“As they continue to shovel money and resources towards the rich, the Conservatives seek to divide the nation on social issues. Since 2010 successive Tory led governments have waged class war in the UK.”Ian Lavery MP
Yesterday’s Kings Speech comes against the backdrop of a cost-of-living crisis which shows little sign of abating, and that the ruling class show even less sign of understanding. As we face another winter where families will be forced to choose between heating their homes and putting a hot meal on the table there are plenty of problems that should have been at the heart of our legislative priorities.
Sadly, the priorities of the Tory government and ordinary people struggling up and down our country once again do not align. It isn’t something we should be terribly surprised by, indeed Boris Johnson’s former communications director admitted only last week that the government had a “blind spot” and didn’t understand poverty. Whilst that is beyond doubt, I’d go a step further and suggest they don’t give a damn about it either. Since 2010 successive Tory led governments have waged class war in the UK. They picked their side, and it’s certainly not that of the working class.
As they continue to shovel money and resources towards the rich, they seek to divide the nation on social issues. Instead of tackling rough sleeping and giving those affected dignity they demonise them and call it a lifestyle choice. Instead of ensuring young people have a hot meal they say the poor can’t budget. They really are a disgrace.
As people struggle to make ends meet the Tories have at least got round to using some of the powers they said they were taking back from the European Union. They have taken back control to emancipate the struggling bankers. Has there ever been a policy decision which highlights the gaping chasm between government and the people of the country more obviously than the decision to scrap the cap on bankers’ bonuses?
It is interesting too that the decision to do so was not accompanied by dire warnings of an inflationary spiral by politicians, pundits and indeed the Bank of England. Quite different from the reaction to the reasonable calls for fair pay rises for the ordinary workers who got us through the pandemic. In Tory Britain it seems wanting to feed your family and keep them warm is bad, but greed is apparently good.
This could have been a King’s Speech for ordinary people. It should have taken Labour’s new deal for working people as a starting block, enshrining rights at work from day 1, scrapping zero hours contracts and ending fire and rehire. But that’s not all, if a whopping pay rise is good enough for the bankers then it should be good enough for the people who actually make Britain tick. There should be legislation laid immediately to give Britain’s workers a boost to the money in their back pocket.
At the same time, we should have ended the profiteering of the energy industry who have made billions off the back of a global energy crisis and ensured Britain can be warm this winter. For too long have we been held ransom by big polluters and fossil fuel oligopolies. We should stop tinkering about the edges and commit to a full renationalisation of our energy systems, not only because we can’t control what we don’t own, but holding such crucial assets nationally is incredibly popular with the British public.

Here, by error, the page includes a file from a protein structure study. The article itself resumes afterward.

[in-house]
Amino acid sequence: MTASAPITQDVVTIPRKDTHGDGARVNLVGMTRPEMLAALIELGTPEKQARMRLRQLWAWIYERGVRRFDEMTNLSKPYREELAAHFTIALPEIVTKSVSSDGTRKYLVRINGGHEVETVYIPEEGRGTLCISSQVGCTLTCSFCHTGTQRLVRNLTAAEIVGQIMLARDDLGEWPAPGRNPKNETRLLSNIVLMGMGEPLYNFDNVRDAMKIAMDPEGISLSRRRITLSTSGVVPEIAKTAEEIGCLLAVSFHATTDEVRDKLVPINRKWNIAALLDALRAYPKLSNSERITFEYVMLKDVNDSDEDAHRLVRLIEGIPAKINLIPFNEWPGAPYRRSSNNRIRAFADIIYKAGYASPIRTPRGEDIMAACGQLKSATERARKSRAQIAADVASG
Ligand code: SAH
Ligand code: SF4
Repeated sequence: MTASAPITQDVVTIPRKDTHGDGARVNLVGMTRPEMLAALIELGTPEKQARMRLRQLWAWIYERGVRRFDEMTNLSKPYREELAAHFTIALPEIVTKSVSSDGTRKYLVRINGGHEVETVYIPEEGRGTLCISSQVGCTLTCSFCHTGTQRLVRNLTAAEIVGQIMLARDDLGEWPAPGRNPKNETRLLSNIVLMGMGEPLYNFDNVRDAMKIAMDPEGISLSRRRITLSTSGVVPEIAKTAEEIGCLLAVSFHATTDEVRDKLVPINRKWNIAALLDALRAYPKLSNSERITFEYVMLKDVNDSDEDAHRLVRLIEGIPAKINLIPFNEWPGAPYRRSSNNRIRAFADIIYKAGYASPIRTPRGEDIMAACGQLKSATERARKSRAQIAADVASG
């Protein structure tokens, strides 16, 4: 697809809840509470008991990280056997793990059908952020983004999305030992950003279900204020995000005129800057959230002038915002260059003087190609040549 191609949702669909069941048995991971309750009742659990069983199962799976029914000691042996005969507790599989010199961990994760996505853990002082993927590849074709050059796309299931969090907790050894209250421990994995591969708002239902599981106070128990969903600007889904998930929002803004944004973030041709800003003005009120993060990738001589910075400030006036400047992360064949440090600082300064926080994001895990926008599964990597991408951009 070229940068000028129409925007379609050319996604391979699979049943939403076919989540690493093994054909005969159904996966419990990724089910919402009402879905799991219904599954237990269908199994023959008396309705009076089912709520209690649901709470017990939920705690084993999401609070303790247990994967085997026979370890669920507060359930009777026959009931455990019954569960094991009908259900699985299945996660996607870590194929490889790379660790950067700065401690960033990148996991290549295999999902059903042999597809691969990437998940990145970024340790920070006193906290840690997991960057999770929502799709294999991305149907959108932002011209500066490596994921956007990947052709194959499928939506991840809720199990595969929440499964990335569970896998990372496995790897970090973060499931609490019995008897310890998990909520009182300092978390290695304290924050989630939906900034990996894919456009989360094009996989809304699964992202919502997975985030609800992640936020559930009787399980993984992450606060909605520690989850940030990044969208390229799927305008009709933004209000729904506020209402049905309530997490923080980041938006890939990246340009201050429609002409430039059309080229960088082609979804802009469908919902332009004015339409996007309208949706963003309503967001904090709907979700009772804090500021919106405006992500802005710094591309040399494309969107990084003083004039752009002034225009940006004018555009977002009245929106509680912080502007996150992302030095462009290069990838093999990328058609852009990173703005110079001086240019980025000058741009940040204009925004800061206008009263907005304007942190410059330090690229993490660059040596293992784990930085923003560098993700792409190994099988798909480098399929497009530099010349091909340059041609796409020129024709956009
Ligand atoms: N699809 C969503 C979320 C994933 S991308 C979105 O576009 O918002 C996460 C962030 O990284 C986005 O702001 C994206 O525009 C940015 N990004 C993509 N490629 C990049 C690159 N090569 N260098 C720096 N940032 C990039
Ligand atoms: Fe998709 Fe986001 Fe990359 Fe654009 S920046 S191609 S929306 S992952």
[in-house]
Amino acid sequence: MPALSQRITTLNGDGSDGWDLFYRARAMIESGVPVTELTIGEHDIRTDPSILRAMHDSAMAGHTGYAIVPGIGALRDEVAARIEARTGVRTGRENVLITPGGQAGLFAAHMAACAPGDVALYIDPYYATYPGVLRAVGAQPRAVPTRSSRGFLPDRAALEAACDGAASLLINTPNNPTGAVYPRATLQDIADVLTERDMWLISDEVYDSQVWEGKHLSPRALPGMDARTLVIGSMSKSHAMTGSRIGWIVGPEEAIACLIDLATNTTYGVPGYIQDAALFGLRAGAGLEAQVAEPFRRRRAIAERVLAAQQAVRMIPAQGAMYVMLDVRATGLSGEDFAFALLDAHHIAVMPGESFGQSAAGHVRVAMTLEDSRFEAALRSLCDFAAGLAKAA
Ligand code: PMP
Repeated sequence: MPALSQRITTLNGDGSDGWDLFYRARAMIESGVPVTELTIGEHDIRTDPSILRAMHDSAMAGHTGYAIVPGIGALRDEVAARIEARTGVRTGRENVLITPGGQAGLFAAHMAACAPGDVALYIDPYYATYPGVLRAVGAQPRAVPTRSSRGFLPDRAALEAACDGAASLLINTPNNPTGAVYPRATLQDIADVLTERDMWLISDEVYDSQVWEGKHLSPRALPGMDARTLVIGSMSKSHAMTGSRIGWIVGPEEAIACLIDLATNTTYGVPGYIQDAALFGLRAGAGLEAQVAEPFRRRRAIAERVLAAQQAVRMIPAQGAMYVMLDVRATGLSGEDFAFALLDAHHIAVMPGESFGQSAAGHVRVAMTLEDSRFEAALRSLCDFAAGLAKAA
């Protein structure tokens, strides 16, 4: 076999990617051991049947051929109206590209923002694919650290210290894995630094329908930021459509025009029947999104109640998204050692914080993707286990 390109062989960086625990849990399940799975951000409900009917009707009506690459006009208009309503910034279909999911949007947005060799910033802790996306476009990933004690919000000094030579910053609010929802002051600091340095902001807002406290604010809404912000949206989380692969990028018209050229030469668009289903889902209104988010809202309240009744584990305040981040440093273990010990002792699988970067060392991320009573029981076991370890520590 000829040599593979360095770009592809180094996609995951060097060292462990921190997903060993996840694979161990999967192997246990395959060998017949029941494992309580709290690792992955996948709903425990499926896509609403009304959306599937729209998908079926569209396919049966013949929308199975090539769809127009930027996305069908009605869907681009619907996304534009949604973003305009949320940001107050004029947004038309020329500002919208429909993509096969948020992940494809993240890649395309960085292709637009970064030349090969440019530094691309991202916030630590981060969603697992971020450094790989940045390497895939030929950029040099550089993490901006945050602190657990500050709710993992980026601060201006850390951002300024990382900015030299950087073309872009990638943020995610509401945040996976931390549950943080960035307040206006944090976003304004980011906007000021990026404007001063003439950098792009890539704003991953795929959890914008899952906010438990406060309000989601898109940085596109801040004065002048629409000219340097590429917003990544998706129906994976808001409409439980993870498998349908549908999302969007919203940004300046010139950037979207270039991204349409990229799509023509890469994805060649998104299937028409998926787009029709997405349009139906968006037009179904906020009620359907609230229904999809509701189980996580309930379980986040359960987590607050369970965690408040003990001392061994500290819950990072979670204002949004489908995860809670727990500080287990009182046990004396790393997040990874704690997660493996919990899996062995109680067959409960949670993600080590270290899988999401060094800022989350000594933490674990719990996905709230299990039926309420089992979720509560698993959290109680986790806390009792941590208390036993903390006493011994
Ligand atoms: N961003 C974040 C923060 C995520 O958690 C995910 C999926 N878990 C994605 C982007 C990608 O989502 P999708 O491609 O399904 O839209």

We shouldn’t just stop their either. This country is in desperate need of upgrading its infrastructure if we have any hope of being at the forefront of the green industrial revolution. The King’s speech should have provided a concrete road map as to how this will be done and how communities like those in South East Northumberland can benefit from the thousands of skilled jobs this could create, if delivered properly. Committing to the funding of a gigafactory on the old power station site in Cambois, as so many have promised, would have been a start.
Our highstreets also need urgent attention. A perfect storm of online and out of town shopping have combined with the lack of money in people’s pockets to leave many of our nation’s town centres in a desperate state. The King’s speech should have put this regeneration at its heart. Let us use the improvement in communications over the past decade to radically rethink government departments spreading civil service jobs around the country and underpinning our highstreets. Hundreds of jobs on Ashington, Bedlington or Blyth main street would make a huge difference to the so-called levelling up agenda.
For too long people across our country have almost come to accept that decline is inevitable and that communities like ours built around heavy industry have a future less vibrant than the past. It simply doesn’t have to be that way. The King’s speech could have outlined a positive future that we can all be part of, instead of the hateful dystopia the Tories are determined to create.
Labour now needs to take the initiative and give Britain a positive vision to vote for.
- Ian Lavery is the MP for Wansbeck, you can follow him on Facebook, Instagram and twitter.
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